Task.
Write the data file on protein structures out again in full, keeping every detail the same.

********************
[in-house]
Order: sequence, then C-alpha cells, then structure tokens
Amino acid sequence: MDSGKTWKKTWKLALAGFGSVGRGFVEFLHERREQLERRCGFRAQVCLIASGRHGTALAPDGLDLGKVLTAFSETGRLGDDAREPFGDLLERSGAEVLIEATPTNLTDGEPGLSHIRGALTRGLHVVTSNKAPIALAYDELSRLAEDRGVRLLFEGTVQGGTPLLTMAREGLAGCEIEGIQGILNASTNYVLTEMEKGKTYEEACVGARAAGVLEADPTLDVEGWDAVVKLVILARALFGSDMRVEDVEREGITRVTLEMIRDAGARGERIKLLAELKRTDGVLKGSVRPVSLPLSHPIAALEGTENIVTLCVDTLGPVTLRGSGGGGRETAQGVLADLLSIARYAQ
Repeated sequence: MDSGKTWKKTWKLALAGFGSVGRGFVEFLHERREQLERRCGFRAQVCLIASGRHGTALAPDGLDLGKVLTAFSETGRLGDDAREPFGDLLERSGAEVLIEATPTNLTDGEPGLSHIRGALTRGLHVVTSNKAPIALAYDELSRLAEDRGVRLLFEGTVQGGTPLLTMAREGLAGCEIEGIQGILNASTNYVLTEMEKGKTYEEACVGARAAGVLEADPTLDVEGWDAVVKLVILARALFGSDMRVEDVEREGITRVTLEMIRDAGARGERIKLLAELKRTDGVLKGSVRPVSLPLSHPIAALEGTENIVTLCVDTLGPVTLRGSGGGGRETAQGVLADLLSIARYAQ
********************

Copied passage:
[in-house]
Order: sequence, then C-alpha cells, then structure tokens
Amino acid sequence: MDSGKTWKKTWKLALAGFGSVGRGFVEFLHERREQLERRCGFRAQVCLIASGRHGTALAPDGLDLGKVLTAFSETGRLGDDAREPFGDLLERSGAEVLIEATPTNLTDGEPGLSHIRGALTRGLHVVTSNKAPIALAYDELSRLAEDRGVRLLFEGTVQGGTPLLTMAREGLAGCEIEGIQGILNASTNYVLTEMEKGKTYEEACVGARAAGVLEADPTLDVEGWDAVVKLVILARALFGSDMRVEDVEREGITRVTLEMIRDAGARGERIKLLAELKRTDGVLKGSVRPVSLPLSHPIAALEGTENIVTLCVDTLGPVTLRGSGGGGRETAQGVLADLLSIARYAQ
Repeated sequence: MDSGKTWKKTWKLALAGFGSVGRGFVEFLHERREQLERRCGFRAQVCLIASGRHGTALAPDGLDLGKVLTAFSETGRLGDDAREPFGDLLERSGAEVLIEATPTNLTDGEPGLSHIRGALTRGLHVVTSNKAPIALAYDELSRLAEDRGVRLLFEGTVQGGTPLLTMAREGLAGCEIEGIQGILNASTNYVLTEMEKGKTYEEACVGARAAGVLEADPTLDVEGWDAVVKLVILARALFGSDMRVEDVEREGITRVTLEMIRDAGARGERIKLLAELKRTDGVLKGSVRPVSLPLSHPIAALEGTENIVTLCVDTLGPVTLRGSGGGGRETAQGVLADLLSIARYAQ